Lights - But I dont understand electronics

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Fitting working lights to a model boat is often not the easiest of tasks. Many are placed in awkward positions, e.g. at the top of a tall thin mast. This will require good planning and thin cable, and if lights are going to be inaccessible after fitting then you are best advised to include them in a parallel circuit. That way if one does fail then the others will continue to work. One common way of reducing the number of wires needed in a mast installation is to make the mast of brass tube and use it as a common negative connection for every light. That way you need only a separate positive wire for each bulb or LED.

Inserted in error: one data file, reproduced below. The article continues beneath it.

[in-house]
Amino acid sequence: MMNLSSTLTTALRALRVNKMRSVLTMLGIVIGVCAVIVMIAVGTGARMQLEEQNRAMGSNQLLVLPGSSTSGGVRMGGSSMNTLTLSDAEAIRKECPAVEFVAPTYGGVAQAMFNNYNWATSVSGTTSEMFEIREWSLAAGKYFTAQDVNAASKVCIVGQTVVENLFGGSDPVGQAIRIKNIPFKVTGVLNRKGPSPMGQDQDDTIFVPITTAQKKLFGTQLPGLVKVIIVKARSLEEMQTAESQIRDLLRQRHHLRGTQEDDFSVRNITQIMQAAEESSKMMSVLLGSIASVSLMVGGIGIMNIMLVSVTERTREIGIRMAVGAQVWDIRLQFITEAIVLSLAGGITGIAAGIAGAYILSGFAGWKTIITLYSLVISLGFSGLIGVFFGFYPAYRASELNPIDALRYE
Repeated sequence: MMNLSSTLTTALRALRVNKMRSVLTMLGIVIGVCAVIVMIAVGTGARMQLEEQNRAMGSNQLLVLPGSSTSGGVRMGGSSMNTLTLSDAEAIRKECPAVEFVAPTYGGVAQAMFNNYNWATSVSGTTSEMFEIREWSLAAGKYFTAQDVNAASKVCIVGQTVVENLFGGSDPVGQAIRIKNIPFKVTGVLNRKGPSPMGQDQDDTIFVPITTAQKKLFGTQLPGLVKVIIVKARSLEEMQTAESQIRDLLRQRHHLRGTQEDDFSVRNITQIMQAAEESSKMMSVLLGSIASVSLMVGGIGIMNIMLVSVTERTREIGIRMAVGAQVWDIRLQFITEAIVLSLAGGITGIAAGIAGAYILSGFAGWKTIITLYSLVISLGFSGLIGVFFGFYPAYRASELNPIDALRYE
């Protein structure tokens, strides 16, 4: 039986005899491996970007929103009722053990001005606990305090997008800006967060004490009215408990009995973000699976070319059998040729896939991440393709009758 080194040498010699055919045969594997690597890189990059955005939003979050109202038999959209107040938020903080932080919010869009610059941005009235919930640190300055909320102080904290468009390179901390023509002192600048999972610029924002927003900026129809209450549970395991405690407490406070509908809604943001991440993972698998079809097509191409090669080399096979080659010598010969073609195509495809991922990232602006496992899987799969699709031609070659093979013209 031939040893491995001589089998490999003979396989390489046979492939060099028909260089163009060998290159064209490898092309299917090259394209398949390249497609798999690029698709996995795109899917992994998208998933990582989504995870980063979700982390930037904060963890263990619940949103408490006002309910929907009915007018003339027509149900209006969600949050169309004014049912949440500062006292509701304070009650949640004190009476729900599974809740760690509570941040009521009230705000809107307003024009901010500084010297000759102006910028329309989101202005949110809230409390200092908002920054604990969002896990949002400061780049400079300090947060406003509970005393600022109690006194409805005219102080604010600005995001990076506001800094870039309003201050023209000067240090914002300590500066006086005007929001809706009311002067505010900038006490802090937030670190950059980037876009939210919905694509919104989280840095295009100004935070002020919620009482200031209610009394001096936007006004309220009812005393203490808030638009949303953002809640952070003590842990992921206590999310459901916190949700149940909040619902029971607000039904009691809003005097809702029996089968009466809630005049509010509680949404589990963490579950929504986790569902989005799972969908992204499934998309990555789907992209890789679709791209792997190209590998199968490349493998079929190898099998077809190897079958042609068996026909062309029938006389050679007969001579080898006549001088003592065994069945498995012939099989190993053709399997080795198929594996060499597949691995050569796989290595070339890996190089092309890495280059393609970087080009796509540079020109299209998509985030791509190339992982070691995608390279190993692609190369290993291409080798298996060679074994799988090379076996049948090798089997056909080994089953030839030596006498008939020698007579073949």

You need to plan how many separate circuits you want, because you will need a separate switch for each one. For example, you might want the navigation lights and mast lights on one circuit, while the bridge and interior lighting is on another. This is where twin or multiple switches (e.g. ACTion P44 or P62) are handy, in as much as you can operate two or more circuits from one channel.

The question then arises whether to use LED's or conventional bulbs. LED's have the advantage of a much longer operating life and lower current consumption (about a third of that needed for a Grain of Wheat bulb), but they usually require a series resistor to make them compatible with the supply voltage and they are only bright when viewed from quite a narrow angle, like in a spotlight. Component Shop’s catalogue has a very informative article on using LED's as well as a calculator for working out the value of series resistors. Internet tools are also available e.g.: http://www.muzique.com/schem/led.htm Another option, especially for very small lights, would be to fit a powerful bulb or LED inside the model and run optical fibres from it to the sites of the lighting points.

 
 
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